Why New Zealand's emission trading scheme should have an auction reserve price
The government needs to rebuild investor confidence, write Adjunct Professor Suzi Kerr from Victoria University of Wellington's School of Government and Catherine Leining from Motu Economic and Public Policy Research.
While people’s eyes often glaze over when they hear the words “emissions trading”, we all respond to the price of carbon.
Emission prices have since recovered but no one knows if this will last. With consultation under way on improving the New Zealand Emissions Trading Scheme (ETS), the government should seriously consider a “price floor” to rebuild confidence in low-emission investment.
If we want to make a smart transition to a low-emission economy, we need to change how we value emissions so people make the investments that deliver on our targets. Implementing a reserve price at auction – or a “price floor” – is a powerful tool for managing the risk that emission prices could fall for the wrong reasons and undermine much needed low-emission investments.
In New Zealand’s ETS, participants are required to give tradable emission units (i.e. permits) to the government to cover the emissions for which they are liable. A limit on unit supply relative to demand reduces total emissions and enables the market to set the unit price.
In the future, the government will be auctioning emission units into the market. A reserve price at auction, which is simple to implement, can help avoid very low prices. If private actors are not willing to pay at least the reserve price, the government would stop selling units and the supply to the market would automatically contract.
The government’s current ETS consultation document suggests that no price floor will be needed in the future because a limit on international purchasing will be sufficient to prevent the kind of price collapse we experienced in the past. However, that assessment neglects other drivers of this risk.
Ideally, ETS prices would respond to signals of the long-term cost of meeting New Zealand’s decarbonisation goals and achieving global climate stabilisation. With today’s information, we generally expect ETS prices to rise over time. For example, modelling prepared for the New Zealand Productivity Commission suggests emission prices could rise to at least NZ$75 per tonne, possibly over NZ$200 per tonne, over the next three decades.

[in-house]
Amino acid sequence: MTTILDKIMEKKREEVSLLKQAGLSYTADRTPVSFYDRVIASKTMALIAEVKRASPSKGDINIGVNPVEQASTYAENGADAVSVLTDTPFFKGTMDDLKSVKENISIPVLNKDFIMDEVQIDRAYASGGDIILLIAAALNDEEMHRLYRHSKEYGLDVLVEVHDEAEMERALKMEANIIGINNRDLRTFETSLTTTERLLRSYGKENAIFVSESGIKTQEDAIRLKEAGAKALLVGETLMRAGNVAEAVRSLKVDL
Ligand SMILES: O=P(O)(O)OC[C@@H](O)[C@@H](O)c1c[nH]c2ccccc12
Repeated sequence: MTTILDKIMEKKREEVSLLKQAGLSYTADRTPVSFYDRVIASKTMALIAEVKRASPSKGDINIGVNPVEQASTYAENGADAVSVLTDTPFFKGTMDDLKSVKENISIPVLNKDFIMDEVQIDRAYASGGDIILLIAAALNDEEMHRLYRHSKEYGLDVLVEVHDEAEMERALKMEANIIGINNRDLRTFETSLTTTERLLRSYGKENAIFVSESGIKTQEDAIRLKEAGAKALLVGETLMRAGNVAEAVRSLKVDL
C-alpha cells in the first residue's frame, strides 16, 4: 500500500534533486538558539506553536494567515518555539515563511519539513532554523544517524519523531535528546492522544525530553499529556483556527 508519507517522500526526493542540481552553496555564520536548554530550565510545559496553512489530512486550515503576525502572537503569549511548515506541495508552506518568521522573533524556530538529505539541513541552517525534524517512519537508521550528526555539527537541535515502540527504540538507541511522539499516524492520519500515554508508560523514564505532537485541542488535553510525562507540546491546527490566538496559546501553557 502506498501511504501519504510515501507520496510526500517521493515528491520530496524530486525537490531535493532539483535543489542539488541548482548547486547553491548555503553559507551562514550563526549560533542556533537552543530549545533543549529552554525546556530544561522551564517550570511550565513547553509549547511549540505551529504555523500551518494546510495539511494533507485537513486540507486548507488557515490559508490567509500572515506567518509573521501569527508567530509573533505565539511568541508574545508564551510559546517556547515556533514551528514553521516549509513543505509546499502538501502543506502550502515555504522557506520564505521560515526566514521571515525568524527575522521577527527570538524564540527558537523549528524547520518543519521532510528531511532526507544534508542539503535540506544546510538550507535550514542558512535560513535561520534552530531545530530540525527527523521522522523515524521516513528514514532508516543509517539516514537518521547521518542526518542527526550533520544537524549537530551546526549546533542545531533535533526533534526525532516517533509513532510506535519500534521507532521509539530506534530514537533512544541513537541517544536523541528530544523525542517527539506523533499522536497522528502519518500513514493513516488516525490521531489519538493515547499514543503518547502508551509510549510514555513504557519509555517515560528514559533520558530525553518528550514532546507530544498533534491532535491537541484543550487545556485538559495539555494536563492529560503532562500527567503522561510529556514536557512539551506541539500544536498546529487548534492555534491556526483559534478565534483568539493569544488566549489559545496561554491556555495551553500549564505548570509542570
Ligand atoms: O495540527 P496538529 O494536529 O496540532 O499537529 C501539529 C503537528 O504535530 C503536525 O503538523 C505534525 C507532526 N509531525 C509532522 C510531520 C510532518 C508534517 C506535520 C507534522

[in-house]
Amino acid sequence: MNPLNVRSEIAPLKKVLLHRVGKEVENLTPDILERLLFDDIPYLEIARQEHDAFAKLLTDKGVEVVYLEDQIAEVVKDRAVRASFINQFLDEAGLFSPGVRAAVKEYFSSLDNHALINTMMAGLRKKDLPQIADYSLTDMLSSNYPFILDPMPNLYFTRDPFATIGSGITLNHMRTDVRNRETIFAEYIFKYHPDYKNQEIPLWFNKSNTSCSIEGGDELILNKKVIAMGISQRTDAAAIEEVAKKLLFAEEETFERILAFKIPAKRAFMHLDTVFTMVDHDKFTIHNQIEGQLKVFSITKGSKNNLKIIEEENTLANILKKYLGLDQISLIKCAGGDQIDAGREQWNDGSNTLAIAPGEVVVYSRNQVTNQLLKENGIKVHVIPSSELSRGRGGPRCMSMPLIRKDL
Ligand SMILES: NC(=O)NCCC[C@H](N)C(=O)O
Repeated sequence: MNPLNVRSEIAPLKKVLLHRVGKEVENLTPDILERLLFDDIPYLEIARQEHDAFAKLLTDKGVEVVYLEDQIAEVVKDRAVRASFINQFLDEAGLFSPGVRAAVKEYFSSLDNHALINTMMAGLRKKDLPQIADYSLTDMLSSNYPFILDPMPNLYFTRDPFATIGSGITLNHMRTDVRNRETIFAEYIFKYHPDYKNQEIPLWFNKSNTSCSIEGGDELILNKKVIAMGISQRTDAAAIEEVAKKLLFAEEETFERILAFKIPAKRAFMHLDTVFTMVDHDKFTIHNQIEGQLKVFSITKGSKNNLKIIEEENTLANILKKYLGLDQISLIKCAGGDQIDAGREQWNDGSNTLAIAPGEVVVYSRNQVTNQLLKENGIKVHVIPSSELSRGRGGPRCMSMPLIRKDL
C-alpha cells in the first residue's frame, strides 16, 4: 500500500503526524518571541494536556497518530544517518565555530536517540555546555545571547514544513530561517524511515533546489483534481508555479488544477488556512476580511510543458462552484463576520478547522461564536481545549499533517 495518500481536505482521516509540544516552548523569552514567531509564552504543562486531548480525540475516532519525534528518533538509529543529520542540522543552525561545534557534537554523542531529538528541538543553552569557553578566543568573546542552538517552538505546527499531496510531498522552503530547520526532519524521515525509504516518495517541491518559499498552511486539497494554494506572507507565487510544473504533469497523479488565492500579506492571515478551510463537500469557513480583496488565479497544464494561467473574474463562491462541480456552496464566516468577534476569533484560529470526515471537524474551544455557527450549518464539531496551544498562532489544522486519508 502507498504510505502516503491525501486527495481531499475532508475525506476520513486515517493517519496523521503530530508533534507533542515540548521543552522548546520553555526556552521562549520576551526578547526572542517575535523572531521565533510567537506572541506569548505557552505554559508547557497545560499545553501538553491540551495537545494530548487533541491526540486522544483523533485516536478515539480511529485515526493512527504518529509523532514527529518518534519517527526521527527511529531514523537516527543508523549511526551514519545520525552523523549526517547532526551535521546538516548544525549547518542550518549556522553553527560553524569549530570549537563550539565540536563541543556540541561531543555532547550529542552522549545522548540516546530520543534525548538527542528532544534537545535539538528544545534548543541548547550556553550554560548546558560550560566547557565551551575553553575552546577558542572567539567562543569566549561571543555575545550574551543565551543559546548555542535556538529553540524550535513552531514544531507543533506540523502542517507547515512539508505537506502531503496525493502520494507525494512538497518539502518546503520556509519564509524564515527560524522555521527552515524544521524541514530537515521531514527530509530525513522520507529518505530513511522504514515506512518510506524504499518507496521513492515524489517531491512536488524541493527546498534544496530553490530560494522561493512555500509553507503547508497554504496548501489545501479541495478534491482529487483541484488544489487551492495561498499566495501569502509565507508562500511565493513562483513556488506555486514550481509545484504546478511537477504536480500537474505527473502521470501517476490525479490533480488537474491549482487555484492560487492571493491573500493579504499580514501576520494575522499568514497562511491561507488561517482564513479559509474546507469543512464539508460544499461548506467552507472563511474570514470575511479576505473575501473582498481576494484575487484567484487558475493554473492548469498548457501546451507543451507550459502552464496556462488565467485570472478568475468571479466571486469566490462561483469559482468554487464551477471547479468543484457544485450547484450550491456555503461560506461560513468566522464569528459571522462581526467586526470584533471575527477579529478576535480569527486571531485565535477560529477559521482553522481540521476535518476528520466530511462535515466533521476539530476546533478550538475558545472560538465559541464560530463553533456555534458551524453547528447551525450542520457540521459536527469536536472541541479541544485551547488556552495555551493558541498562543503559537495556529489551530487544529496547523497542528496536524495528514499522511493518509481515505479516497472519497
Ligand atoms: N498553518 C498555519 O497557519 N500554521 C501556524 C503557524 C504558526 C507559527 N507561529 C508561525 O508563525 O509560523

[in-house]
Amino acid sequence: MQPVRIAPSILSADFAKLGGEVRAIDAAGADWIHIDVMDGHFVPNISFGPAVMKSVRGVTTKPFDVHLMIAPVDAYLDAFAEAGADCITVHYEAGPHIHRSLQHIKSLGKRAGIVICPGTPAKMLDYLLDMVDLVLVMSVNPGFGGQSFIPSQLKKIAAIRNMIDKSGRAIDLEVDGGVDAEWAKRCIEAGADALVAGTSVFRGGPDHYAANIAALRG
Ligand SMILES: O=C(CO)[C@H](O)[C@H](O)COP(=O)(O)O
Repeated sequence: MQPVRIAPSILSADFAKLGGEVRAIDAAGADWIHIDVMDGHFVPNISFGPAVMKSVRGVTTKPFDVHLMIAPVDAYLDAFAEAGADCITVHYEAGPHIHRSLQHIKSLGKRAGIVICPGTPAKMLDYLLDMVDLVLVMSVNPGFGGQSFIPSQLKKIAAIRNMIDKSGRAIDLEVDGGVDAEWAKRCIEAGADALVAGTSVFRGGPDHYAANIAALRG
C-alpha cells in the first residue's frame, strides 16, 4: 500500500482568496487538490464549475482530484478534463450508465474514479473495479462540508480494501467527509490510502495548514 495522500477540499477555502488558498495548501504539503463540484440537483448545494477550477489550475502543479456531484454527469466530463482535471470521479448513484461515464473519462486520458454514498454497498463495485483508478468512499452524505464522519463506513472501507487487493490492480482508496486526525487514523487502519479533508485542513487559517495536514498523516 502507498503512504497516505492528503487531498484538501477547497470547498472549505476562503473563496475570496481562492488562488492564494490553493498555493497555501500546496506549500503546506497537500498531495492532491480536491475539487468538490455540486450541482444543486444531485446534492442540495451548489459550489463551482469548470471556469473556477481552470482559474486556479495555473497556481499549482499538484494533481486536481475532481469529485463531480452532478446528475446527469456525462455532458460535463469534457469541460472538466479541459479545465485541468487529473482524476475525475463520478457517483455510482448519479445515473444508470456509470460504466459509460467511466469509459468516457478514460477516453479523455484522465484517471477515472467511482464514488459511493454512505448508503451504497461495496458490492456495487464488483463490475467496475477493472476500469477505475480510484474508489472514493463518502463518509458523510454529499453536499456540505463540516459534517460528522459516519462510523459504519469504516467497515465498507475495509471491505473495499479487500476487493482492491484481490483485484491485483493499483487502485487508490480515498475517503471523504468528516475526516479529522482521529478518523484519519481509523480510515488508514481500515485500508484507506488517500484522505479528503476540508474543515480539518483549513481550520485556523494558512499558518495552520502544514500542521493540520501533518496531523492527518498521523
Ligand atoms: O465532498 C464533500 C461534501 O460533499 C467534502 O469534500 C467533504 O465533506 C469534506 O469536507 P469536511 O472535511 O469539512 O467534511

However, ETS prices could also fall because of sudden technology breakthroughs or economic downturn. Even though some low-emission investors would lose the returns they had hoped for, this could be an efficient outcome because low ETS prices would reflect true decarbonisation costs. Technological and economic uncertainty imposes a genuine risk on low-emission investments that society cannot avoid.
But there is another scenario in which ETS prices fall while decarbonisation costs remained high. This could arise because of political risk. For example, if a major emissions-intensive industrial producer was to exit the market unexpectedly and it was unclear how the government would respond, or if a political crisis was perceived to threaten the future of the ETS, then emission prices could collapse and efficient low-emission investments could be derailed.
With a price floor, an ETS auction will respond quickly and predictably to unpredictable events that lower prices. A price floor signals the direction of travel for minimum emission prices and builds confidence for low-emission investors and innovators. It also provides greater assurance to government about the minimum level of auction revenue to expect.
It is important to note that ETS participants can still trade units amongst each other at prices below the price floor. The price floor simply stops the flow of further auctioned units from the government into the market until demand recovers again and prices rise.
We have three good case studies overseas for the value of a price floor.
The European Union (EU) ETS did not have a price floor for correcting unexpected oversupply and prices dropped because of the global financial crisis, other energy policies and overly generous free allocation. It now has a complex market stability reserve for this purpose, although that operates with less ease and transparency than a reserve price at auction.
To counteract low EU ETS prices, the UK created its own price floor as a “top up” to the EU ETS. Although this did not add to global mitigation beyond the EU ETS cap, it did drive down coal-fired generation in the UK.
California’s ETS was designed in conjunction with a large suite of emission reduction measures with complex interactions. Its reserve price at auction has ensured that a minimum and rising emission price has been maintained, despite uncertainties about the impact of other measures.
The only potential downside of a price floor is the political courage needed to set its level. It could be set at the minimum level that any credible global or local modelling suggests is consistent with New Zealand and global goals. The Climate Change Commission could provide independent advice on preferred modelling and an appropriate level. The merits of a price floor warrant cross-party support.
If the market operates in line with expectations, then the price floor has no impact on emission prices. But the price floor usefully guards against price collapse when the market does not go to plan.
The government, ETS participants and investors need to understand that international purchasing is not the only driver of downside price risk in the New Zealand ETS. A price floor would strengthen the incentives for major long-term investments in low-emission technologies, infrastructure and land uses in the face of uncertainty.
To reach New Zealand’s ambitious emission reduction targets for 2030 (a 30 percent reduction below 2005 levels) and beyond, bargain-basement emission prices need to stay a thing of the past.